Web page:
Clearly 1999 was the year of the FPGA with 5 of the 25 papers published in that year. It is also interesting to look at the topics that year vs. the topics in the last 5 years. FPGAs are just being tweaked these days- no sign of a break thru on the horizon that I can see. Any other thoughts on this?
@DrDSP "FPGAs are just being tweaked these days"
Actually I would disagree -- look at the Xilinx chips using 2.5D to get 20M ASIC gate equivalents -- or the Altera and Xilinx chips with FPGA fabric and dual core ARM Cortex-A9
What about the Tier Logic technology -- although they failed it was a really great idea. What about Achronix and Tabula. What about the Xilinx radiation-tolerant SRAM-based FPGAs?
Also, I saw some pretty amazing things (with regard to using FPGAs -- reconfiguration and genetic algorithms) at the University of Oslo in Norway last week -- I'll be talking more about these in my next Norway blog...
Most of those papers were concerned with improvements in the placement and routing of HDL designs onto an FPGA, not with improvements in the FPGAs themselves. As Max pointed out, the capabilities of FPGAs are increasing at an amazing pace.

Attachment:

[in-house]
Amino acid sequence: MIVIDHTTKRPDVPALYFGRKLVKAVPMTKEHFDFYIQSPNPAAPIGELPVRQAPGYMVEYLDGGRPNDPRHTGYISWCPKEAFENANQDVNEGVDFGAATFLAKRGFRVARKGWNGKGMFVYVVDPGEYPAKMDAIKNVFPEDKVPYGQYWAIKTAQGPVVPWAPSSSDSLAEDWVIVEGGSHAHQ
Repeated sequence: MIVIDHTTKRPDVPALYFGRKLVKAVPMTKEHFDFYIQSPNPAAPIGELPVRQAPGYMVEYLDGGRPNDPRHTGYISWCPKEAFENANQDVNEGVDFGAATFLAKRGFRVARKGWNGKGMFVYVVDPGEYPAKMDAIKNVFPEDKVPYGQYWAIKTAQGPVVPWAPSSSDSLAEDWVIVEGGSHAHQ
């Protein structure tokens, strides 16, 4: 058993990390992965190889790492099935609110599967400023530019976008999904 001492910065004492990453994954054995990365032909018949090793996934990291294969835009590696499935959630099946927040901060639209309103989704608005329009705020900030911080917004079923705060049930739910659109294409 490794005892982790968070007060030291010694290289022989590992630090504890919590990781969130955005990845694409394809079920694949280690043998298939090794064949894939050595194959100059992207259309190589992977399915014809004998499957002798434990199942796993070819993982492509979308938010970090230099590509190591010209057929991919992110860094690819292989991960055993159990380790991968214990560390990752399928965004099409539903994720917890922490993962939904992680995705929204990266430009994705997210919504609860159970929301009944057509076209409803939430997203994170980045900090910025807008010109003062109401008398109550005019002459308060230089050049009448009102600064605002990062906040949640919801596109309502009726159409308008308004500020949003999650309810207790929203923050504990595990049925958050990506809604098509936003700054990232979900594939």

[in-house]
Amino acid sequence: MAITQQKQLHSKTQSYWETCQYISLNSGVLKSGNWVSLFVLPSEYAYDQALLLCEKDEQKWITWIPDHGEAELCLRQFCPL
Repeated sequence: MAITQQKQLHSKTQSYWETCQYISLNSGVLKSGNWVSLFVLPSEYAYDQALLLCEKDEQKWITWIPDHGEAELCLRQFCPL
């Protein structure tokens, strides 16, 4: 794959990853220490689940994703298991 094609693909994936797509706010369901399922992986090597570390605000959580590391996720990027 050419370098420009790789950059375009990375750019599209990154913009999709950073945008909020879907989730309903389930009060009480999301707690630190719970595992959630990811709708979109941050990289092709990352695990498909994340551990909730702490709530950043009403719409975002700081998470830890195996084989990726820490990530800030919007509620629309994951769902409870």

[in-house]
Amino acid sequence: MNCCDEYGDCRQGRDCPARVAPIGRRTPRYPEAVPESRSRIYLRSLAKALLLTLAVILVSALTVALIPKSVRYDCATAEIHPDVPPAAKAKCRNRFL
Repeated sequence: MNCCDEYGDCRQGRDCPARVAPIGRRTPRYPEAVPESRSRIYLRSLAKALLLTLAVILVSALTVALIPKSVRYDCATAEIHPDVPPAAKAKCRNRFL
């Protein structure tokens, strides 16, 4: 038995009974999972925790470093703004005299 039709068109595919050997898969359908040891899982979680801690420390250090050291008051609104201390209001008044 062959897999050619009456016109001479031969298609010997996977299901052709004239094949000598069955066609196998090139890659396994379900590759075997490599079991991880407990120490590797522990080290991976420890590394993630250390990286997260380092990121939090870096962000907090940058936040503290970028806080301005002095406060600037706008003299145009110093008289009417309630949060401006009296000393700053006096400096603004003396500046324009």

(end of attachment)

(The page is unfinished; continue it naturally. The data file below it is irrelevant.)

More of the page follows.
As a note: these papers highlight the best papers published in this conference (FPGA). There are a lot of other conferences with important FPGA papers, e.g. FPL, FPT, as well as a lot of VLSI or hardware related conferences.
What are the engineering and design challenges in creating successful IoT devices? These devices are usually small, resource-constrained electronics designed to sense, collect, send, and/or interpret data. Some of the devices need to be smart enough to act upon data in real time, 24/7. Are the design challenges the same as with embedded systems, but with a little developer- and IT-skills added in? What do engineers need to know? Rick Merritt talks with two experts about the tools and best options for designing IoT devices in 2016. Specifically the guests will discuss sensors, security, and lessons from IoT deployments.